Taking the nation's pulse on inclusive growth

New CPP survey reveals pessimism about the future of local economies and underlines the importance of fair inclusive growth.

26 November 2022

By Ben Franklin

3 minute read

A new CPP survey reveals the depths of the nation’s pessimism about the future of local economies and underlines the importance of doubling down on fair inclusive growth.

No evidence levelling up has delivered

• 59% expect economic conditions in their local areas to deteriorate over the next 5 years rising to 70% in Yorkshire and Humber and the North East

• 68% of people living in predominantly former industrial areas say they expect local economic conditions to worsen.

• People in the North East (63%), Yorkshire and Humber (60%) and Scotland (58%) are particularly dissatisfied with the amount of spending on infrastructure to encourage growth (compared to 47% for the UK).

• 50% of people in the North East think their local area offers good economic opportunities to a few people or nobody (compared to 33% across the UK).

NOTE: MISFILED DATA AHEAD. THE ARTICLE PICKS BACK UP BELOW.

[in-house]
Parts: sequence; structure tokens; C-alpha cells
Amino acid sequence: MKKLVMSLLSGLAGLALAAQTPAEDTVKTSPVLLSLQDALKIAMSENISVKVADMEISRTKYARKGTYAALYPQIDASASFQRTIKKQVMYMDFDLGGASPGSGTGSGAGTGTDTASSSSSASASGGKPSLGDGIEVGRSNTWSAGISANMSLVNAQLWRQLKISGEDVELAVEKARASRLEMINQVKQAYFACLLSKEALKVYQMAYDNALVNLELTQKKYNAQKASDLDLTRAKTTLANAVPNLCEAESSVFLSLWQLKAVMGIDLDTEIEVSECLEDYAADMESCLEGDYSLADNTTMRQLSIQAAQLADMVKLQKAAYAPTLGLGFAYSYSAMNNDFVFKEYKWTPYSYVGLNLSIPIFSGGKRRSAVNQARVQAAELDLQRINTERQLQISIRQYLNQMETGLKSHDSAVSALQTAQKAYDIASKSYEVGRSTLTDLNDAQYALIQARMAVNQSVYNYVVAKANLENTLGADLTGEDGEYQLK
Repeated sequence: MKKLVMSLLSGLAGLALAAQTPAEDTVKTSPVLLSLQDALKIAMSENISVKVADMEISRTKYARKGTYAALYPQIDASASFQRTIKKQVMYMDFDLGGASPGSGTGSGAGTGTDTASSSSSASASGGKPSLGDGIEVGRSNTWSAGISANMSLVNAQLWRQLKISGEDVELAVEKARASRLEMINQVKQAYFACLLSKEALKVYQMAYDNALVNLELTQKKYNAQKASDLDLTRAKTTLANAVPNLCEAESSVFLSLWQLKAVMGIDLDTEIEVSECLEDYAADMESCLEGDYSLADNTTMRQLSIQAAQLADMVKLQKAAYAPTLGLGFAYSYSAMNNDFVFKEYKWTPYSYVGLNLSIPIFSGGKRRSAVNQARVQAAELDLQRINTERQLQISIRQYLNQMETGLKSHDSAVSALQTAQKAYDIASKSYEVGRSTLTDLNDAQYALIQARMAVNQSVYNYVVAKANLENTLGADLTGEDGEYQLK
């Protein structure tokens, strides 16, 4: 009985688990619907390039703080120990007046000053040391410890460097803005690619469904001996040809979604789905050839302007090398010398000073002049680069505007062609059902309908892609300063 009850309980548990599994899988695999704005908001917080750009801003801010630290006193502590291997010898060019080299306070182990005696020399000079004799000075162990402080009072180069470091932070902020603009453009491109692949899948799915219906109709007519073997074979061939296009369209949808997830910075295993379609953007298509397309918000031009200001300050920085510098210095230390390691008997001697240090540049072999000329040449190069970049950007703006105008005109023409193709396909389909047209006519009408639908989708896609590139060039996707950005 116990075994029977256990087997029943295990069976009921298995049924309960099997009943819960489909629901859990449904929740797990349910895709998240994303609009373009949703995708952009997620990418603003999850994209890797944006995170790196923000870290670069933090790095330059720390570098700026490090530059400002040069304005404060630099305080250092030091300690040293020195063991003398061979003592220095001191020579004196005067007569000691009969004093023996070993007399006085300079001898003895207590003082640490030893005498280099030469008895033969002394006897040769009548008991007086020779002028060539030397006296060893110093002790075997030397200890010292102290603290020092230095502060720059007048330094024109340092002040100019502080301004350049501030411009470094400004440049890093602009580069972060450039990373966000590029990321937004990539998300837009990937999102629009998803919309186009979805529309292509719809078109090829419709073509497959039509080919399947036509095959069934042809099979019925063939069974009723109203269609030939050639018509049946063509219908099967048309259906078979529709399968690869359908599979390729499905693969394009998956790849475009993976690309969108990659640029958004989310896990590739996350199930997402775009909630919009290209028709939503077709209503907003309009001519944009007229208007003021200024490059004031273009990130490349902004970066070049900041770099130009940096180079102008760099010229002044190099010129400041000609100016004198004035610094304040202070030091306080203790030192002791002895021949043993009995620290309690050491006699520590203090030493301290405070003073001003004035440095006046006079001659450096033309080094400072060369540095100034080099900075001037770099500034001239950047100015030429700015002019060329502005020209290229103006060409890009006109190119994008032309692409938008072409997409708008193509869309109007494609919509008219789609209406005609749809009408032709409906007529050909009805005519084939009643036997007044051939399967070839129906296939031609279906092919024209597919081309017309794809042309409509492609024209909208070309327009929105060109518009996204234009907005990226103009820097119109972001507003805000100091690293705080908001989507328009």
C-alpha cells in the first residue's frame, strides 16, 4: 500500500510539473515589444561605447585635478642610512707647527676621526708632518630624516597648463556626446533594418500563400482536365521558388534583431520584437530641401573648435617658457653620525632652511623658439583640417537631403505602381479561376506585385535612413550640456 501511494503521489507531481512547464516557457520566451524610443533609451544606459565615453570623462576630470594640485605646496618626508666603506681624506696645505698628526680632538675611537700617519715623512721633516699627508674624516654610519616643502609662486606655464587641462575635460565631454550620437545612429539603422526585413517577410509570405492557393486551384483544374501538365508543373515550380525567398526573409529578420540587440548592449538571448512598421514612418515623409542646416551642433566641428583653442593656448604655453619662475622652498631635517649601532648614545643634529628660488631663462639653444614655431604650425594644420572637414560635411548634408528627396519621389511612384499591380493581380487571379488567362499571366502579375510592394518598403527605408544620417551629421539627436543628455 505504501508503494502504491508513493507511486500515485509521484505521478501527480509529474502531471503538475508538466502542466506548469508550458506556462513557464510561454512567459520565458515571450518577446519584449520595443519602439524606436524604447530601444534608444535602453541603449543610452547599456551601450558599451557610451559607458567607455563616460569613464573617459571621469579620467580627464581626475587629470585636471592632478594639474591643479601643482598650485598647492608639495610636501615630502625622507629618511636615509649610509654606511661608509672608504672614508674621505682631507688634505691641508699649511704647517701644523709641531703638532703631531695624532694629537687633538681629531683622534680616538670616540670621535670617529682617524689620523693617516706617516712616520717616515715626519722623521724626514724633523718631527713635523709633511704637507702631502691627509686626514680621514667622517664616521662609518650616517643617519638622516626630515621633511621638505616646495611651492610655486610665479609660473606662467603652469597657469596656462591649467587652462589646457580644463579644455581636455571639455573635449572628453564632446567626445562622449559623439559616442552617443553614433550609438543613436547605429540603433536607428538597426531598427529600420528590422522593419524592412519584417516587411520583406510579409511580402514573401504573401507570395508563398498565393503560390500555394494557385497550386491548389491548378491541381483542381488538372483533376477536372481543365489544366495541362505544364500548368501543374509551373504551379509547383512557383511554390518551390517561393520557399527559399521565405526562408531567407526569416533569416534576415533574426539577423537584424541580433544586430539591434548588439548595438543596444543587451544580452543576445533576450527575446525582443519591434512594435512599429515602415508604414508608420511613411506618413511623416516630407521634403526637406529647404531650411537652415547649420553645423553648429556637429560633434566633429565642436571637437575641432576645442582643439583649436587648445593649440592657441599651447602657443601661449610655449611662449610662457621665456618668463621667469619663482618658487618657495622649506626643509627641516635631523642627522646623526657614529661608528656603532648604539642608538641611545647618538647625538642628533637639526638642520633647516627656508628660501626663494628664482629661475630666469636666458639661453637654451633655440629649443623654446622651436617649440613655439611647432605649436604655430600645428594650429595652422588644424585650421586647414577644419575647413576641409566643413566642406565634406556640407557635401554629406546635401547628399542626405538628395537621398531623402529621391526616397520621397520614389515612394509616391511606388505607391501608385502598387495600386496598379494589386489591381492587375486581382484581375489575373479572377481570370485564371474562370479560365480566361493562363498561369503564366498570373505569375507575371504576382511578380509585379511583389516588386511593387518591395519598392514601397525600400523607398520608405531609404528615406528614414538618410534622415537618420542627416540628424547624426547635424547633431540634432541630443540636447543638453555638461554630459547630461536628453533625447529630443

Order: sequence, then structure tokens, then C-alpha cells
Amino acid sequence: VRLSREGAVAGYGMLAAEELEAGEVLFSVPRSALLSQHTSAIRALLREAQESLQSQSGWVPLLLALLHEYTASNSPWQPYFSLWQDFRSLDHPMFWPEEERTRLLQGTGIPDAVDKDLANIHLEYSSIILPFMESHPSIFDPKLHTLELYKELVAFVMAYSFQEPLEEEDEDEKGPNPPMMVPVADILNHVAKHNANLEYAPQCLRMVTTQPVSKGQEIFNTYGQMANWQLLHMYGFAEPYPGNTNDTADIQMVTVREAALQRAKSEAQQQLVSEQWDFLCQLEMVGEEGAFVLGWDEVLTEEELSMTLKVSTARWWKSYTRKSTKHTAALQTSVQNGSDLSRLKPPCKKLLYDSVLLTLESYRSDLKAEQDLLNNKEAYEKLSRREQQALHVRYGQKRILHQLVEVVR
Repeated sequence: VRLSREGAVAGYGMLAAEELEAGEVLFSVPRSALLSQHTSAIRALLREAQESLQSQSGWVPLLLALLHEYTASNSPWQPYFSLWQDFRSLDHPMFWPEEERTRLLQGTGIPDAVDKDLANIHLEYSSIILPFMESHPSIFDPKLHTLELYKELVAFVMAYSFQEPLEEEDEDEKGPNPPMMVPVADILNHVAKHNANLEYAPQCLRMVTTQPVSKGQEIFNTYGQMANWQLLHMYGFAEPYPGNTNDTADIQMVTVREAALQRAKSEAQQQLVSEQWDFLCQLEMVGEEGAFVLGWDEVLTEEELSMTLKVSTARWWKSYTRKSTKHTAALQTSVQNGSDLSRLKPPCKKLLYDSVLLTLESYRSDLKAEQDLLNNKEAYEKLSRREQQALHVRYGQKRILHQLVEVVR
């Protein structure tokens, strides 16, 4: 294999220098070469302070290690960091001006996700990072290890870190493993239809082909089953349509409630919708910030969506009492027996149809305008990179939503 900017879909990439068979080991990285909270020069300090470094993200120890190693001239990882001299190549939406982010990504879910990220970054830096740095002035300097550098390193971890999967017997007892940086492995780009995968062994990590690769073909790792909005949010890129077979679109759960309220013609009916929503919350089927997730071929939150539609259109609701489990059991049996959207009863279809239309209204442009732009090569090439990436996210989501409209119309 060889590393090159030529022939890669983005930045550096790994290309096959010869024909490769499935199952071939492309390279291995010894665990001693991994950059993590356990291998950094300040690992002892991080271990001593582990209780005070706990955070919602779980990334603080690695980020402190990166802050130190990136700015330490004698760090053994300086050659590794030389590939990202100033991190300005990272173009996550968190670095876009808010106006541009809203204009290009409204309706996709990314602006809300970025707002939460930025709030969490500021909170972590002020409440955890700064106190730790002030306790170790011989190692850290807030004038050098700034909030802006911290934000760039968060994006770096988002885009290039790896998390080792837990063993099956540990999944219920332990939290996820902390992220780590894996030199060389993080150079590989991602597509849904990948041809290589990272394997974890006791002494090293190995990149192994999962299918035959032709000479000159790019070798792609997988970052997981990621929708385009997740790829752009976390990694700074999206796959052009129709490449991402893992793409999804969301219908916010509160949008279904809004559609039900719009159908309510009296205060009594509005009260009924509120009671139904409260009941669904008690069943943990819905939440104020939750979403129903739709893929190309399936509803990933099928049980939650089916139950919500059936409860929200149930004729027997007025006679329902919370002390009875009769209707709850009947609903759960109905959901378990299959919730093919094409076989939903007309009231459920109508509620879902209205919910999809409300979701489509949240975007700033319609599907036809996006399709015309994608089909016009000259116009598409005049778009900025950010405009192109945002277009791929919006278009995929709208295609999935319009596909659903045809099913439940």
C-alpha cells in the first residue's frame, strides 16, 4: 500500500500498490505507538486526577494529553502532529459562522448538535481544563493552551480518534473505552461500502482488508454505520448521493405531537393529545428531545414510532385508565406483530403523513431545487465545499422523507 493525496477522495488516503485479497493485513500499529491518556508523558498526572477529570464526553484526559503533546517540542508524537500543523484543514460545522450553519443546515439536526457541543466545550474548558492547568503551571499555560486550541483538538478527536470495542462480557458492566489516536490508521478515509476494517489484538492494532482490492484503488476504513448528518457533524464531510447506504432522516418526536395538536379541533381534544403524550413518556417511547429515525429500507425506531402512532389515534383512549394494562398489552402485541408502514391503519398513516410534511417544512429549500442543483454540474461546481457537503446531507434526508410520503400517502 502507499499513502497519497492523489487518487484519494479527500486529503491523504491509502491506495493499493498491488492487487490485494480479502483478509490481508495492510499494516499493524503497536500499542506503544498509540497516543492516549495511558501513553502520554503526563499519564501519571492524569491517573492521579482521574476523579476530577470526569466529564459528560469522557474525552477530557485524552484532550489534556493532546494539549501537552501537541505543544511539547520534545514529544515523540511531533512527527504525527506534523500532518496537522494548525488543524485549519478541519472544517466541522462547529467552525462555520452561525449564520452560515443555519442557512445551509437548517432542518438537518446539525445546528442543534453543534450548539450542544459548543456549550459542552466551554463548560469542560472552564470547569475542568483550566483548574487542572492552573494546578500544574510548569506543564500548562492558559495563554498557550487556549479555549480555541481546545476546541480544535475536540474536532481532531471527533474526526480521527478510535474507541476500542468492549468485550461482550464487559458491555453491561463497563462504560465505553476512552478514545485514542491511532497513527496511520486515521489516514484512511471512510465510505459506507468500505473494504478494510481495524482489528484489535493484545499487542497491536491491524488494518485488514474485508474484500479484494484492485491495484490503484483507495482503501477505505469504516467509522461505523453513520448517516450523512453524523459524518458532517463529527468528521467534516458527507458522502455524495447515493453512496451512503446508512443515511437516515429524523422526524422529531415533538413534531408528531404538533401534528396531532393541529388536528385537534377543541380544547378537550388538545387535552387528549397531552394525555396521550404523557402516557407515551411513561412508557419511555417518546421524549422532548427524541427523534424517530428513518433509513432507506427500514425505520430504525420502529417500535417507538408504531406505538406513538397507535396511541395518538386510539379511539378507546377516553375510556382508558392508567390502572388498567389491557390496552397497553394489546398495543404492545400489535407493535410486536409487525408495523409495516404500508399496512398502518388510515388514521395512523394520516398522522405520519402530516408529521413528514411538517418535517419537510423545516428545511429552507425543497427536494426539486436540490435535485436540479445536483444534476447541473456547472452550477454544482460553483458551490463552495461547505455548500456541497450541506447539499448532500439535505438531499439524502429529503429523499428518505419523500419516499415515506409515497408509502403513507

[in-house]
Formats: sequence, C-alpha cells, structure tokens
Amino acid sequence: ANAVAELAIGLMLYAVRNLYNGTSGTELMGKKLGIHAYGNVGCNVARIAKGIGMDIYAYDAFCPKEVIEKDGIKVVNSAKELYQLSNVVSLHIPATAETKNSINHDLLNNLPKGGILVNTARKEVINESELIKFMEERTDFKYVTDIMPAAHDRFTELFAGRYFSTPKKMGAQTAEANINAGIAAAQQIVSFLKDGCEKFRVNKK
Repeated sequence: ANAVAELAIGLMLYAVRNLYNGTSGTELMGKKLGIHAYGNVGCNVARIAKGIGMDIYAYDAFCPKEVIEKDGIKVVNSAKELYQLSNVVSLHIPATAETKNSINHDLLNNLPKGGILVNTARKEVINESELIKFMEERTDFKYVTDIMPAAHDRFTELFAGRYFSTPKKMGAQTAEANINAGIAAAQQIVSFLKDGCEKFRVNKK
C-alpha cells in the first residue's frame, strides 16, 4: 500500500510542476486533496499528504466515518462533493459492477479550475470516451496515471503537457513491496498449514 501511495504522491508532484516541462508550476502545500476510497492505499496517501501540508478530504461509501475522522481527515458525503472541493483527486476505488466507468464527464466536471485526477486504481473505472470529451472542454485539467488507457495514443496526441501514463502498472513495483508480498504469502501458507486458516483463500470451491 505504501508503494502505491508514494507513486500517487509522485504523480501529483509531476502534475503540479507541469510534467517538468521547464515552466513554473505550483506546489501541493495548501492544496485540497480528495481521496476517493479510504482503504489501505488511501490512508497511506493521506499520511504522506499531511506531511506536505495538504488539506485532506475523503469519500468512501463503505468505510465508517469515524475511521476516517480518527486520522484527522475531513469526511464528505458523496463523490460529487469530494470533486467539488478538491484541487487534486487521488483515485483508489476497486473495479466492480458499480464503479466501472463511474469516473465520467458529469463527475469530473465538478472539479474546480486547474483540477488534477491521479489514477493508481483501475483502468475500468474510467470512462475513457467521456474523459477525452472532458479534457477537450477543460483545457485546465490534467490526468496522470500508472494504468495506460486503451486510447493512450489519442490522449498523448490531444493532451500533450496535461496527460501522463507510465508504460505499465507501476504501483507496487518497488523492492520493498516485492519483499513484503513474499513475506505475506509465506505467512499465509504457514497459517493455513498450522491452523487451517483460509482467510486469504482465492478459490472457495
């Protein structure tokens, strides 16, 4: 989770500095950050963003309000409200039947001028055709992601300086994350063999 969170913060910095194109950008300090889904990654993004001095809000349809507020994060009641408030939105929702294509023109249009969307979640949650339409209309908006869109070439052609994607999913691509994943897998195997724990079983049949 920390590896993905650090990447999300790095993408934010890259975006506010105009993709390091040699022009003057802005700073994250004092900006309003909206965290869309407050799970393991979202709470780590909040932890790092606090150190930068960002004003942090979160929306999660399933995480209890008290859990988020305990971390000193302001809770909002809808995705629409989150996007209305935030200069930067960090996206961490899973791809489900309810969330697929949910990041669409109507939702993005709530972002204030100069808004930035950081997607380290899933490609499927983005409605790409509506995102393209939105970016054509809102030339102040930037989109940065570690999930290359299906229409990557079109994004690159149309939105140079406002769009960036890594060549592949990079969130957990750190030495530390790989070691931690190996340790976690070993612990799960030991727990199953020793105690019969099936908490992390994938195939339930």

People expect rising inequality between and across generations

• Around half (49%) of those surveyed think their local areas will become less equal over the next 5 years in terms of access to economic opportunity compared to just 11% who think it will become more equal.

• 79% of people are not confident that their local areas will meet the needs of young people in terms of being able to find a good job and somewhere to live (away from their parents’ home) over the next few years.

People want investment in their areas to solve fundamental long-standing problems

When asked what changes would make the biggest improvement to their local economy over the next 5 years, the most common responses were more affordable housing, more investment in high streets, better wages for workers and better quality public health and healthcare. But there are substantial regional differences:

  • 29% of people in the North and 31% of people in the Midlands prioritise better wages for workers (by comparison to 20% of people in the South and 25% of people in the UK as a whole).
  • Yorkshire and Humber (23%), South West (24%) and East of England (23%) are more likely to prioritise transport (compared with 17% across the UK).
  • Those in the South are more likely to prioritise affordable housing (30%), rising to 45% in “Cosmopolitan London”, compared to 26% across the UK as a whole and 17% in the Midlands.

With the pandemic and now cost of living crisis revealing the fragile nature of local economies, a credible yet hopeful vision for the UK’s economic future is needed. Public and private investment in places to support inclusive, fair growth, must form the centrepiece of any governments’ economic agenda to turn the tide.